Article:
Individual differences in toddler emotion coping: The impact of temperament and socialization experiences on regulation development
The current study explores the expression of emotion coping behaviors in the developmental context of temperamental and socialization experiences. 45 30-month-olds, whose families were involved in a larger longitudinal study, participated in a laboratory assessment including 4 contexts designed to provide an experience of stress for the child. Child coping behaviors were coded according to a system developed by Grolnick (1996) which rates behaviors along a continuum of adaptiveness from focusing on the source of frustration, to self-comforting and other-directed behaviors, to behavior that is re-oriented toward the environment. Correlations were run between coping data and data on child temperament and parenting styles, which were collected from videotaped home visits at 8 and 14 months as well as from parent report measures collected at 4, 8, 14 and 30 months. Findings from the study suggest that children who demonstrated coping strategies conceptualized as low to moderately adaptive tended to display greater amounts of negative affect. Individual differences in child temperament were found to be significantly associated with child use of adaptive coping strategies while differences in parenting style were not. Suggestions are discussed for increased sensitivity of child assessment measures and further exploration of specific strategy selection and success across varying contexts. ^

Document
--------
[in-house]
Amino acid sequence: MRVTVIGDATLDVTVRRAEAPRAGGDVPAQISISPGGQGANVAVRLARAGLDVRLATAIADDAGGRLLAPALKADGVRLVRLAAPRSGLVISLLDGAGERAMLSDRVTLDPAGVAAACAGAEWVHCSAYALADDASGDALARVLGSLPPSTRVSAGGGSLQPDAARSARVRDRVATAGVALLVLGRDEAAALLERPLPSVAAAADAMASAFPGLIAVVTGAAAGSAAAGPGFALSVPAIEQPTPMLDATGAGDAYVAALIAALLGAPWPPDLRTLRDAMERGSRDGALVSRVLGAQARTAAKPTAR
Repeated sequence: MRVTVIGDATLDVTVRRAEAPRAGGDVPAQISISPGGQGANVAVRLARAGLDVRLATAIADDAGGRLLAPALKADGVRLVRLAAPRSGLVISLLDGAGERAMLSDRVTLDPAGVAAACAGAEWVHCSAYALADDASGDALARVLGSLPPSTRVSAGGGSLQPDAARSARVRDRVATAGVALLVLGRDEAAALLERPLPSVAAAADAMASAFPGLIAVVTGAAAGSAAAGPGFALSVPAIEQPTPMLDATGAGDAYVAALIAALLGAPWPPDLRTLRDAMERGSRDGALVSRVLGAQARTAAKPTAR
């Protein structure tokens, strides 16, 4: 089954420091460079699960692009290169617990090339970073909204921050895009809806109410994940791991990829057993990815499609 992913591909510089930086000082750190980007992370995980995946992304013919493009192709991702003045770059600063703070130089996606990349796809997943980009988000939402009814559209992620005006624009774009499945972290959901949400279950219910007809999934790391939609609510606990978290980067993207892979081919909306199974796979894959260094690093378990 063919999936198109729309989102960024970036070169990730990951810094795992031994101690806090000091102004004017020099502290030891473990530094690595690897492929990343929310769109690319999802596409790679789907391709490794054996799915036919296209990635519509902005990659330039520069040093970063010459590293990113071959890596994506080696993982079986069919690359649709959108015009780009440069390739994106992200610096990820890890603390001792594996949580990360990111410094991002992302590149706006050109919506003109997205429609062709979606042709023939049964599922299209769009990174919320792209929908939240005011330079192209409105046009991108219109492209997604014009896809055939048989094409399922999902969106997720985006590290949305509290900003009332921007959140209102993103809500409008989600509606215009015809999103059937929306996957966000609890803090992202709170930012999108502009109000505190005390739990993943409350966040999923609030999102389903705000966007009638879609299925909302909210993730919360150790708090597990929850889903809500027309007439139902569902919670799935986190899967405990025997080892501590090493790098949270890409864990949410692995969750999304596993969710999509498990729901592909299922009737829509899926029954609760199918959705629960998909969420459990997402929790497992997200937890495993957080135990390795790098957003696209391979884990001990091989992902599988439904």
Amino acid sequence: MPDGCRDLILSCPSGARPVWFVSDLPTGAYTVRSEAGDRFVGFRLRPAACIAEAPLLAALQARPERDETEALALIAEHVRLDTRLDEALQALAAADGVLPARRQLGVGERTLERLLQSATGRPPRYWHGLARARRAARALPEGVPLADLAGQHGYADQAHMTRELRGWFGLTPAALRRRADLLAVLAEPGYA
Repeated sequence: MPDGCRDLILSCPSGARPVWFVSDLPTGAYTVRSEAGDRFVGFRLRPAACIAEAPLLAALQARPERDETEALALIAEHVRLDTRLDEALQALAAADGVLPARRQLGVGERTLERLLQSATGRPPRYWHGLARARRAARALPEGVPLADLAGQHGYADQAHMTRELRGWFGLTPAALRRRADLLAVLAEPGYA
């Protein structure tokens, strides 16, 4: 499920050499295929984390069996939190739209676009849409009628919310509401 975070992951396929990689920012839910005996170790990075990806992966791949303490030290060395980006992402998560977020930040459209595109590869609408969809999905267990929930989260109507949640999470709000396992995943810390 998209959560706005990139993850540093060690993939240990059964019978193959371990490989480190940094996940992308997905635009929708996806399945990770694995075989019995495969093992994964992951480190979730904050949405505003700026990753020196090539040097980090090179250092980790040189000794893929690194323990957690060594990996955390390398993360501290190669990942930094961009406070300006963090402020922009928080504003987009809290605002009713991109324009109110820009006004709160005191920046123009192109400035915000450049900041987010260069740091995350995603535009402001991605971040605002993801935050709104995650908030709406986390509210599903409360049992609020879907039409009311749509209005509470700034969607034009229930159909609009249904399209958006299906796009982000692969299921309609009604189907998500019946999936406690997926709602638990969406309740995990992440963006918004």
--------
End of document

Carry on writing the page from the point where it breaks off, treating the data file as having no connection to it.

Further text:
Elena Sylvie Mirsky,
"Individual differences in toddler emotion coping: The impact of temperament and socialization experiences on regulation development"
Dissertations and Master's Theses (Campus Access).